Practical Concentration Tips

Concentration is fixating your thoughts on a single idea or point.

In this article, we will outline what concentration really is, and then provide a good list of techniques and exercises from the Yoga perspective and then we will look at other perspectives for the neophyte to get started with.

Most of the works cited in this article can be found on the Free Resources page on this site.

William Walker Atkinson in Thought Culture references a writer’s bold statement about attention.

It constitutes the better half of all intellectual power”.

The benefits of attention are many, from increased productivity, emotional management, improved listening ability, improved perception and stronger willpower and impulse control.

In three experiments aimed at answering the hypothesis, “that thus observing one’s thoughts prevents spontaneous approach reactions to attractive, impulse-eliciting stimuli.”, it was found that, “Applying the mindful attention strategy most strongly reduced impulses toward the specific stimuli studied.”

There are many more benefits to be discussed, however we wish to focus our article on the yoga perspective on concentation & the practical application of concentration.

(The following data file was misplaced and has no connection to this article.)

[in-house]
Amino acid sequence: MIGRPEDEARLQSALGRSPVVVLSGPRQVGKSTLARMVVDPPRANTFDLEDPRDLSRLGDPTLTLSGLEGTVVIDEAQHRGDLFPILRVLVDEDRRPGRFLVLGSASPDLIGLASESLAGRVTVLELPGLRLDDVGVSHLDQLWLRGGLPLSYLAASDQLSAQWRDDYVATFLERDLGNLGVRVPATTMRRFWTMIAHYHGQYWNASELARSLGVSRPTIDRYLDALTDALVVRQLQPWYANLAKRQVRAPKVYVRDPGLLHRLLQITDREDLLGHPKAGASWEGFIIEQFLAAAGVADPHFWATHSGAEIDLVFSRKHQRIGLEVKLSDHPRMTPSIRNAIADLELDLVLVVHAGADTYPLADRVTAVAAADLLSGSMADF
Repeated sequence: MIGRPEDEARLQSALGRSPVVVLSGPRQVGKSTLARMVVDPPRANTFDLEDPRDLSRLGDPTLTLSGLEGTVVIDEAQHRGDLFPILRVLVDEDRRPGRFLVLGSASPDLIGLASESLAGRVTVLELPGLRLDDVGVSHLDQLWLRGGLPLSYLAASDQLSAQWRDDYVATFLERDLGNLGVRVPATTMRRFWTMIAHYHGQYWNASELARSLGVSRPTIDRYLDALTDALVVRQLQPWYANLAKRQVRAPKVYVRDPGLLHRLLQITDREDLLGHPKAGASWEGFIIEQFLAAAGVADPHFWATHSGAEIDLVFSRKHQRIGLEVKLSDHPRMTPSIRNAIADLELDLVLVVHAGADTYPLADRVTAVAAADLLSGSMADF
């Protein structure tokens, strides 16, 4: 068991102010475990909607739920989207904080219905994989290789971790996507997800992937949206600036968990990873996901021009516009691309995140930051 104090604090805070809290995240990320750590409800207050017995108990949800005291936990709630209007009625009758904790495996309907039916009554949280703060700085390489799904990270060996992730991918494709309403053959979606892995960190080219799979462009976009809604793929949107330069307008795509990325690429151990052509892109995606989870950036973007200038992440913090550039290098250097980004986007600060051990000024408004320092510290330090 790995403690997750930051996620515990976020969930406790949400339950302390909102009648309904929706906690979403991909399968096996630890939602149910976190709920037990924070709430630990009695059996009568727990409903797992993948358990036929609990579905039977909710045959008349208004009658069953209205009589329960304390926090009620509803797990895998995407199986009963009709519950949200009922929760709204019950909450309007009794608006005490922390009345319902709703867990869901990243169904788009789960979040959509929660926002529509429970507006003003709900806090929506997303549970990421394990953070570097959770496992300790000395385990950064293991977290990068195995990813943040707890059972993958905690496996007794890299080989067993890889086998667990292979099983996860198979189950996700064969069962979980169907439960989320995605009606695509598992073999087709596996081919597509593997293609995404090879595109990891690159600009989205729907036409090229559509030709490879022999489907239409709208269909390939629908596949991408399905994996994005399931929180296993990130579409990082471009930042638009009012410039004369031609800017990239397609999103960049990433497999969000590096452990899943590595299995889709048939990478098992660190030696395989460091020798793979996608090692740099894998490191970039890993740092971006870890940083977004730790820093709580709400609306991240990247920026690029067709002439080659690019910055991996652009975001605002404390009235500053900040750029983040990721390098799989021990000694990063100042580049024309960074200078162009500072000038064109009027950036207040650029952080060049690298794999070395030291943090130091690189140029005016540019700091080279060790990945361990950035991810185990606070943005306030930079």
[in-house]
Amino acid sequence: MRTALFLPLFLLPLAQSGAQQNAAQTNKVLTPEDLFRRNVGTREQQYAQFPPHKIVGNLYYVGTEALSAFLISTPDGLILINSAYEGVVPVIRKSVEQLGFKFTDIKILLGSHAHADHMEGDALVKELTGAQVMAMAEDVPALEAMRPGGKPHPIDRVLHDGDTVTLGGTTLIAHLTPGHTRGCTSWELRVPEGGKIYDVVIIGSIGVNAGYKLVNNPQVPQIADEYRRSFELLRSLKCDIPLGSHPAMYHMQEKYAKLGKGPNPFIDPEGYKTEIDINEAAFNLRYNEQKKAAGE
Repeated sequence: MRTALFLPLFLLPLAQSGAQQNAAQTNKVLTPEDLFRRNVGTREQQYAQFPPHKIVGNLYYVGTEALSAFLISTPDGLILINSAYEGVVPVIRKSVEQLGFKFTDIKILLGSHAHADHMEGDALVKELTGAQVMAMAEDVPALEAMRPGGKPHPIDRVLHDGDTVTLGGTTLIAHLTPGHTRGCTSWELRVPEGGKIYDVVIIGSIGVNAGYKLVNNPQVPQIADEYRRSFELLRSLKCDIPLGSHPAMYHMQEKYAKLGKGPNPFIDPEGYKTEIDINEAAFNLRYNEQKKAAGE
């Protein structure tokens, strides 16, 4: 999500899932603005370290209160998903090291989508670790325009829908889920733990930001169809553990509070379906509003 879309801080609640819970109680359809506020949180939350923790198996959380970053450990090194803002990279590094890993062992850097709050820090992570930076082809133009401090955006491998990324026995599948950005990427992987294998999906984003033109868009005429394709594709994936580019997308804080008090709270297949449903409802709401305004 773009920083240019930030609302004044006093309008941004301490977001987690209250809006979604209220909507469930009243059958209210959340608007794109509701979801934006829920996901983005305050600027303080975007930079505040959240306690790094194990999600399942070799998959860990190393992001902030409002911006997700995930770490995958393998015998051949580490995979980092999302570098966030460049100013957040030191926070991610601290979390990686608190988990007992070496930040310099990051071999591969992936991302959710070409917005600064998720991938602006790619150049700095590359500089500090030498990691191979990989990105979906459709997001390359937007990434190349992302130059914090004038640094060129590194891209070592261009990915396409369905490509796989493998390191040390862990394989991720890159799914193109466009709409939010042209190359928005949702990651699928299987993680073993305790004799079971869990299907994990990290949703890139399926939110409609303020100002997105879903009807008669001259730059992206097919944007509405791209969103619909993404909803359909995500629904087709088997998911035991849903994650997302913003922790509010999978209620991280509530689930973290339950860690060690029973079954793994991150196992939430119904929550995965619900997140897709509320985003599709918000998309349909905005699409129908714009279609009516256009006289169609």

Let us continue on to Yoga perspective.


The Yoga Concentration Perspective

Crowley writes,

“We may try the result of gathering together all the powers of the mind, and attempting to focus them on a single point.”


It is recommended that you read and apply the previous techniques such as PRATYAHARA, YAMA AND NIYAMA and ASANA before you begin your exercises in DHARANA.

Crowley includes the definition of DHARANA from a renowned yogi and yoga teacher, to further the readers understanding.

Patanjali says: “Dharana is holding the mind on to some particular object. An unbroken flow of knowledge in that subject is Dhyana.”


So, you see here, DHARANA is the process of controlling the mind to focus on a particular object and the result of that is DHYANA which is the state in which one does not associate one thing to another thing.

Fixing your attention onto a single idea may seem simple, but it gets more difficult the longer you focus and the harder the idea you are focusing on.

Other thoughts will invade the mind, so that the object is altogether forgotten, perhaps for whole minutes at a time; and at other times the object itself will begin to play all sorts of tricks



Practical Exercises

We will look at the exercises Crowley mentions in Liber Evel Exercitiorum:

  1. Constrain the mind to concentrate itself upon a single simple object imagined.
    The five tatwas are useful for this purpose; they are: a black oval; a blue disk; a silver crescent; a
    yellow square; a red triangle.
  2. Proceed to combinations of simple objects; e.g. a black oval within a yellow square, and so
  3. Proceed to simple moving objects, such as a pendulum swinging, a wheel revolving, etc.
    Avoid living objects.
  4. Proceed to combinations of moving objects, e.g. a piston rising and falling while a pendulum